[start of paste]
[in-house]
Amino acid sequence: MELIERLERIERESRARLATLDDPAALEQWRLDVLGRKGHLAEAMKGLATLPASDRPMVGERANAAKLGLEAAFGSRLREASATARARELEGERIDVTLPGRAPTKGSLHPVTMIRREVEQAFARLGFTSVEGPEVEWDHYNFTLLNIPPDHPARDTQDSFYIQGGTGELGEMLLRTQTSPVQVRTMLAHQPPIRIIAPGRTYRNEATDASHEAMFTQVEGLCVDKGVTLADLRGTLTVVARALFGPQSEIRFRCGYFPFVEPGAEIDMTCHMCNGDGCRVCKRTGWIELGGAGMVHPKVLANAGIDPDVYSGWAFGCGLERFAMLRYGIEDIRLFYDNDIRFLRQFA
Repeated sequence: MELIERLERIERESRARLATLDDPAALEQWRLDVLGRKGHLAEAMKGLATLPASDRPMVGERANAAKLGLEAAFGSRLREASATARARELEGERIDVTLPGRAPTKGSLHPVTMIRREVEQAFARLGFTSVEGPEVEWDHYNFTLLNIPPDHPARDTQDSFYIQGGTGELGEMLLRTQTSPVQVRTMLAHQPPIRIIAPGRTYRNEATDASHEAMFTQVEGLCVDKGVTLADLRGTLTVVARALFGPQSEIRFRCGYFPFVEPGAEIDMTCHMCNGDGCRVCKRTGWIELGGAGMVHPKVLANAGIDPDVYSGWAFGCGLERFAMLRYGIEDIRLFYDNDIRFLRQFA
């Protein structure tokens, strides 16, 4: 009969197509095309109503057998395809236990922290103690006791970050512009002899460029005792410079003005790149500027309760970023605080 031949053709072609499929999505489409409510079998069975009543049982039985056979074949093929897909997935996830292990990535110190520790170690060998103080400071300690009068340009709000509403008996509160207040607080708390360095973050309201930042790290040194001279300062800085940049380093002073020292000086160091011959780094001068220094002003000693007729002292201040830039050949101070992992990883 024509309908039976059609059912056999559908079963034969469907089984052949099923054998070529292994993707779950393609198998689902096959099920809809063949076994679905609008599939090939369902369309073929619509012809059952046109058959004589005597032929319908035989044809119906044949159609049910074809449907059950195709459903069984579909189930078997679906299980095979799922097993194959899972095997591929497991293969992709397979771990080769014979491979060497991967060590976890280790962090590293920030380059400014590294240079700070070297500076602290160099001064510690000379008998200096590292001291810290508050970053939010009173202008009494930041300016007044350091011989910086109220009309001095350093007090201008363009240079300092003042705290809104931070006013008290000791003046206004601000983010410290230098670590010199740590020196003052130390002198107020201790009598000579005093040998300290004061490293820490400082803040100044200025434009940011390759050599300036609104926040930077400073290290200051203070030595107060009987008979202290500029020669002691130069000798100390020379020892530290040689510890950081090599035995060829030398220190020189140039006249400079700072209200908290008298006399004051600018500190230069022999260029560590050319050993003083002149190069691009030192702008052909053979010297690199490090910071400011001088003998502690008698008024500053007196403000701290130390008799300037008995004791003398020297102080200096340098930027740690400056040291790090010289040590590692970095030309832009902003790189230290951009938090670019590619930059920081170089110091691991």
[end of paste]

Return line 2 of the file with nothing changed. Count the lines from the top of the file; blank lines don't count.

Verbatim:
Amino acid sequence: MELIERLERIERESRARLATLDDPAALEQWRLDVLGRKGHLAEAMKGLATLPASDRPMVGERANAAKLGLEAAFGSRLREASATARARELEGERIDVTLPGRAPTKGSLHPVTMIRREVEQAFARLGFTSVEGPEVEWDHYNFTLLNIPPDHPARDTQDSFYIQGGTGELGEMLLRTQTSPVQVRTMLAHQPPIRIIAPGRTYRNEATDASHEAMFTQVEGLCVDKGVTLADLRGTLTVVARALFGPQSEIRFRCGYFPFVEPGAEIDMTCHMCNGDGCRVCKRTGWIELGGAGMVHPKVLANAGIDPDVYSGWAFGCGLERFAMLRYGIEDIRLFYDNDIRFLRQFA